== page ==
We have two work streams, one of which directly engages members of the community by pairing women with doulas, providing antenatal support hampers and that kind of thing. The other project addresses systemic issues and includes an anti-racist education and training programme for midwives and maternity assistants. One of our overall goals is to achieve zero disparity based on race by the time our own children are ready to be parents.

What is your opinion of Black History Month?

Black History Month has the potential to be a powerful campaign, but it really depends on the approach people take. For example, at my son’s school they ran a great project about Roy Hackett who was a local man and one of the organisers of the Bristol bus boycott.  The content was really relevant and the children learned a lot. We do get lots of enquiries around this time and I sometimes find myself asking, where were you for the other eleven months of the year?!  But it can be a positive reminder to celebrate black culture, even if it’s through a small gesture – if you are buying a book, why not choose one by a black author?

That’s a nice idea – do you have a book you could recommend?

I love I Am Not Your Baby Mother by Candice Brathwaite, a very relevant read.

 

Thanks so much to Sonah for giving her time to us and sharing the excellent work being undertaken by Black Mothers Matter. If you would like to know more about the organisation, or have other stories you would like to share with us, please contact student-comms@bristol.ac.uk.

A quick guide to student health services

Many of our international students may not be familiar with how the UK health system works and so here is a very simple guide to help.  A list of some local services for Bristol and Bath is included at the end of this post.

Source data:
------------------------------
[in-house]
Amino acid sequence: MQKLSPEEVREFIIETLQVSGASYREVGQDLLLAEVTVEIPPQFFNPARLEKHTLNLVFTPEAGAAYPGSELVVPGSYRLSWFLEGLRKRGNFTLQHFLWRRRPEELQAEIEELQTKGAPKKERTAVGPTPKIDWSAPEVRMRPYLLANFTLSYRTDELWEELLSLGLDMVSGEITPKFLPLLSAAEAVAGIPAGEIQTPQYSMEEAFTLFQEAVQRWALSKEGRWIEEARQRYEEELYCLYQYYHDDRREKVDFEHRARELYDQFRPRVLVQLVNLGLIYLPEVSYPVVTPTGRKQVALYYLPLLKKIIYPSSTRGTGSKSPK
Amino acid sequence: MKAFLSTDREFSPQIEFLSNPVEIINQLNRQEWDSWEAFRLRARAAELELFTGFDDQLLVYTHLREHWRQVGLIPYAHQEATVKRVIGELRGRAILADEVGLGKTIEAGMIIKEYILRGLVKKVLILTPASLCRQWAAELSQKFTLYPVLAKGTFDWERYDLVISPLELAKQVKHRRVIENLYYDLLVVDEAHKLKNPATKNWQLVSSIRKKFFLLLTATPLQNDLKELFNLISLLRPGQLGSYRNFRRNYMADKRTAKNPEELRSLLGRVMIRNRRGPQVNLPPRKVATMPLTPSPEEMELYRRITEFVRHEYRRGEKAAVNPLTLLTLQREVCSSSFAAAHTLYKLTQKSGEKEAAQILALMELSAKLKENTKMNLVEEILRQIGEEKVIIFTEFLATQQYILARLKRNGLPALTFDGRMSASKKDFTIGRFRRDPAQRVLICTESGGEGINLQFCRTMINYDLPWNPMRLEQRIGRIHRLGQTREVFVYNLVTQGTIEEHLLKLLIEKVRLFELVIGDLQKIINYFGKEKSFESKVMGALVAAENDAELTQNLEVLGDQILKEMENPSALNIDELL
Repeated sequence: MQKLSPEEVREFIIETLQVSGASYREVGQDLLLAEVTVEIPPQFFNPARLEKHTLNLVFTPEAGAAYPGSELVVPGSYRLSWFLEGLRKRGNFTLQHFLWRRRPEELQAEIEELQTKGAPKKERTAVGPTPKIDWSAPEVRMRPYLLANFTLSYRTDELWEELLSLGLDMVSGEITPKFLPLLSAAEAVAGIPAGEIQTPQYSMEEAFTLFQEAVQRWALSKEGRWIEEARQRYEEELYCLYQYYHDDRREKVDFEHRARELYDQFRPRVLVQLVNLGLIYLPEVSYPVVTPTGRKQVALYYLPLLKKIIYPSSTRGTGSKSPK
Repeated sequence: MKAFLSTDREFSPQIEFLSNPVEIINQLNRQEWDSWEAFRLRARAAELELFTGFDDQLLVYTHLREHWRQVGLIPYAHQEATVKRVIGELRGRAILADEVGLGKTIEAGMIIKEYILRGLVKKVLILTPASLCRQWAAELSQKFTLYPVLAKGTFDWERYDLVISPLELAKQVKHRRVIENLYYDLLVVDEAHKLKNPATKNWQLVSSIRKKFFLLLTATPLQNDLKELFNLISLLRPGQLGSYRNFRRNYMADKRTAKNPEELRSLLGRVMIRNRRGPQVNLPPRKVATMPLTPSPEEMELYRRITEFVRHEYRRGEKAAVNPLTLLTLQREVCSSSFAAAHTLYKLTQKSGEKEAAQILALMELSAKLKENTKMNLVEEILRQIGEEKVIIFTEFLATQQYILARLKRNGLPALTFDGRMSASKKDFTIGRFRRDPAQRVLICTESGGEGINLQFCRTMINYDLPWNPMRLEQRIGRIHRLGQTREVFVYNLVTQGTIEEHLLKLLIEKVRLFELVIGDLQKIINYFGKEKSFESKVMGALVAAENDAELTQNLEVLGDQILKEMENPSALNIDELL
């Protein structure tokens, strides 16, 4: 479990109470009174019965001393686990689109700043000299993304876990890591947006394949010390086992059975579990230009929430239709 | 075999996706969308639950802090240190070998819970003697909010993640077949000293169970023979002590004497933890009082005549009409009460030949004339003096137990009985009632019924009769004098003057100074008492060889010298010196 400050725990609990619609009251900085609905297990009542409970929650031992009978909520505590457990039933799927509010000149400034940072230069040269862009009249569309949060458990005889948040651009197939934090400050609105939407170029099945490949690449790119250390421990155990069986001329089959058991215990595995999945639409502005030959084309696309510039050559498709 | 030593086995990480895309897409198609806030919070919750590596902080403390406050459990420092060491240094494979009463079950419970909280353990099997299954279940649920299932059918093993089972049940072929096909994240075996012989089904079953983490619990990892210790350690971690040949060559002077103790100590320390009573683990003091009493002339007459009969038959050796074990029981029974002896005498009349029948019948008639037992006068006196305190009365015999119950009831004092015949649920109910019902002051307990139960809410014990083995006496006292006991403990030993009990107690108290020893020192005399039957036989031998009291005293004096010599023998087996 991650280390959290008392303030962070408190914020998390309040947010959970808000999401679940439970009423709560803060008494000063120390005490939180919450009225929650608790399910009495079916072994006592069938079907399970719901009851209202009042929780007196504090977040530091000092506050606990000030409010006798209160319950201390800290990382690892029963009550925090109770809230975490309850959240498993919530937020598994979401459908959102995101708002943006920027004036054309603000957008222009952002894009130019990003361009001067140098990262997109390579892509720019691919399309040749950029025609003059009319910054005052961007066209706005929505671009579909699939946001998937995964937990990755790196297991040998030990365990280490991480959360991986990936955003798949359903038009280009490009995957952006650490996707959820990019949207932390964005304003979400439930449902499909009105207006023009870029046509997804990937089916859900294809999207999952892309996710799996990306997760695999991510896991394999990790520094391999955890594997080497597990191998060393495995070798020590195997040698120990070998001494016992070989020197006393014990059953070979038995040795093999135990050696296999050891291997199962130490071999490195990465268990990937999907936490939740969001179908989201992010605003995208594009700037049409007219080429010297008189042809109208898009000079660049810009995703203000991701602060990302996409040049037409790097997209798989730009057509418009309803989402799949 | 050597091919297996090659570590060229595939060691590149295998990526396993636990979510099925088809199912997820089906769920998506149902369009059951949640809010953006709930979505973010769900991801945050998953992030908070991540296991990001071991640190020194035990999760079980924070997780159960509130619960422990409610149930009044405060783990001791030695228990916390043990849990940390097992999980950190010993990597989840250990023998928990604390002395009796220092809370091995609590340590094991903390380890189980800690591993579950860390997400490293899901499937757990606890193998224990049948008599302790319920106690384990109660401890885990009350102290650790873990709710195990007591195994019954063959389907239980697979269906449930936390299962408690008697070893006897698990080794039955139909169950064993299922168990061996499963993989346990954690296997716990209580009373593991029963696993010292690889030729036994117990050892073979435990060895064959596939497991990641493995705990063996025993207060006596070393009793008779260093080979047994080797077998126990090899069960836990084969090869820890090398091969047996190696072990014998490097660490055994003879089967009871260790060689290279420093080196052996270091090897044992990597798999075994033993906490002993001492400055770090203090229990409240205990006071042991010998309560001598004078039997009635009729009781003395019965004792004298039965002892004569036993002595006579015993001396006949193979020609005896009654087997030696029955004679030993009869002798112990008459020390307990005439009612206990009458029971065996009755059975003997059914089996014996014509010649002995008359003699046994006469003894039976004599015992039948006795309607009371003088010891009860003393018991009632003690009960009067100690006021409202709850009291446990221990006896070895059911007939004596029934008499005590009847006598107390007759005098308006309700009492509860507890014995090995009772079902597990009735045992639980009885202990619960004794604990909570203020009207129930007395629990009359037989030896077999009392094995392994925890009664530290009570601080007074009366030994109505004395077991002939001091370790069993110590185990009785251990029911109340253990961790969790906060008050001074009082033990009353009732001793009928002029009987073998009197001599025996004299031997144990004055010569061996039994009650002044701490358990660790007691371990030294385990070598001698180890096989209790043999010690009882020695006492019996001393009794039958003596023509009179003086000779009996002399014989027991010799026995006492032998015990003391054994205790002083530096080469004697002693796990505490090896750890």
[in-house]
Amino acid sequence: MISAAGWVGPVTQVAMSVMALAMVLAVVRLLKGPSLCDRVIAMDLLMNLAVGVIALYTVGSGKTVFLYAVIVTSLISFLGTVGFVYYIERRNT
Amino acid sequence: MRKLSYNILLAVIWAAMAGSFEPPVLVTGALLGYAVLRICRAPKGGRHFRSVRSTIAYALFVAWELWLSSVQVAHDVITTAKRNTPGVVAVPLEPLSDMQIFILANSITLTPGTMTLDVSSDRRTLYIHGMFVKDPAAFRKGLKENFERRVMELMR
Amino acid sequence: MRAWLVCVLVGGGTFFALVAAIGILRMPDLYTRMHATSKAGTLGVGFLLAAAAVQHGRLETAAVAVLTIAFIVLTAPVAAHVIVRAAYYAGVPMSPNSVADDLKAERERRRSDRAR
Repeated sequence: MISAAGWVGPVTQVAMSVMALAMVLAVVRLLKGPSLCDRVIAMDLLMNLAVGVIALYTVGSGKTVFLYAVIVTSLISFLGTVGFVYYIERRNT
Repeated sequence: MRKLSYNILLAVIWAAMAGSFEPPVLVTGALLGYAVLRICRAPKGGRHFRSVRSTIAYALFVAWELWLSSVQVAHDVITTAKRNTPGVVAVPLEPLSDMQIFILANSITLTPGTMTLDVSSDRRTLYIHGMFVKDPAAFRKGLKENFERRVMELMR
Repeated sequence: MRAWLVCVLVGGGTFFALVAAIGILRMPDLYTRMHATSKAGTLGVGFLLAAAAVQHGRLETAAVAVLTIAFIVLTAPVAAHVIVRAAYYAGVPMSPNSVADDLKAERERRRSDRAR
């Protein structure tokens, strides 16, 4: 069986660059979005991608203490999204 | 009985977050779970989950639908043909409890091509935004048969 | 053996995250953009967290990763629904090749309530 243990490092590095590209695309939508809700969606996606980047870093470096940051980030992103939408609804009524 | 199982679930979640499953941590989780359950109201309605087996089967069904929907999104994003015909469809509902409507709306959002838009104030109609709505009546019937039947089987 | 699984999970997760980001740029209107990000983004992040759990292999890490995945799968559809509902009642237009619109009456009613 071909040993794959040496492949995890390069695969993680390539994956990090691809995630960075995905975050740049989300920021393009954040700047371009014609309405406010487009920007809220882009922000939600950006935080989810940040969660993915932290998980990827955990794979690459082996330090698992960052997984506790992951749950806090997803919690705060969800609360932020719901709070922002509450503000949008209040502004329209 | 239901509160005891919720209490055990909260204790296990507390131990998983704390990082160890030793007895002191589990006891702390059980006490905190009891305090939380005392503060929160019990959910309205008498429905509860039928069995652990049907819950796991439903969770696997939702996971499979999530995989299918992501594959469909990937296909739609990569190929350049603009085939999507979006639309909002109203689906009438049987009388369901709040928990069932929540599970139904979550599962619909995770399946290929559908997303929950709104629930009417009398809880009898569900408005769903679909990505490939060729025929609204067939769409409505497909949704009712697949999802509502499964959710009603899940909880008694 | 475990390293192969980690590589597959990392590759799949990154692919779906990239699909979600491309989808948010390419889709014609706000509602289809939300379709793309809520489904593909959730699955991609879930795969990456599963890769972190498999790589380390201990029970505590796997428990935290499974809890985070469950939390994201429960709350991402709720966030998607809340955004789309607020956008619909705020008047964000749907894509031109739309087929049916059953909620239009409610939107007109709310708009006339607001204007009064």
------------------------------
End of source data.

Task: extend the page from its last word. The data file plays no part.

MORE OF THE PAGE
A lot of our health services are provided by the National Health Service (NHS). 

Details of services available to Bristol and Bath students can be found at the end of this post.  

Accidents and Emergencies – available 24 hours a day. Call 999 

If you have a serious accident or need urgent medical care for a life-threatening condition, you should call 999 from your phone and ask for an ambulance. Or it is safe to do so, you can go to your nearest hospital Accident and Emergency room (often referred to as A&E). You will be seen by a receptionist when you arrive and then you will be assessed by medical staff before you are seen for further treatment/investigation. 

You should expect to wait to be seen – average times vary but can be up to 4 hours, depending on the seriousness of your situation.  

Not sure if you should visit A&E or would like some advice? Call 111 or visit https://111.nhs.uk/ 

The NHS 111 service is available 24 hours a day. When you call, you will be asked several questions about yourself and your condition and you will be told what to do next, which could be to see a doctor, go to A&E or they may make you an appointment at an urgent treatment centre/minor injury unit. They may also advise you to see a pharmacist to get some medication. 

Urgent treatment centre/minor injury unit 

These are separate from A&E and you can go to an urgent treatment centre if you need urgent medical attention, but it’s not a life-threatening situation. These services are open at least 12 hours a day, every day – details below.  

Doctors – by appointment only 

In the UK, medical doctors working in the community are referred to as General Practitioners or GPs. They are often the first point of contact when we feel unwell and work out of GP Surgeries or GP Practices. 

You cannot go to a GP surgery/practice without first registering and then making an appointment. 

How you make an appointment will depend on the surgery. Some will offer an online system, others will need you to call them directly – you may be kept on hold, while you wait to speak to someone.  

When it’s your turn, you will speak with the receptionist first and you should be prepared to explain why you need to see a doctor – this helps them decide which service you require. Sometimes you may be offered a telephone appointment, where the doctor will call you or you may be offered an in-person appointment at the surgery with a doctor or nurse.  

Depending on how serious your condition is, you may have to wait to see a doctor, it could be up to two weeks. 

Student Health Service 

If you live in the practice area you will be able to register with the Student Health Service, which offers a full GP surgery to university students and their families.  

If your condition changes or gets worse, whilst you are waiting to see the doctor, you can call 111 for advice or 999 if life-threatening.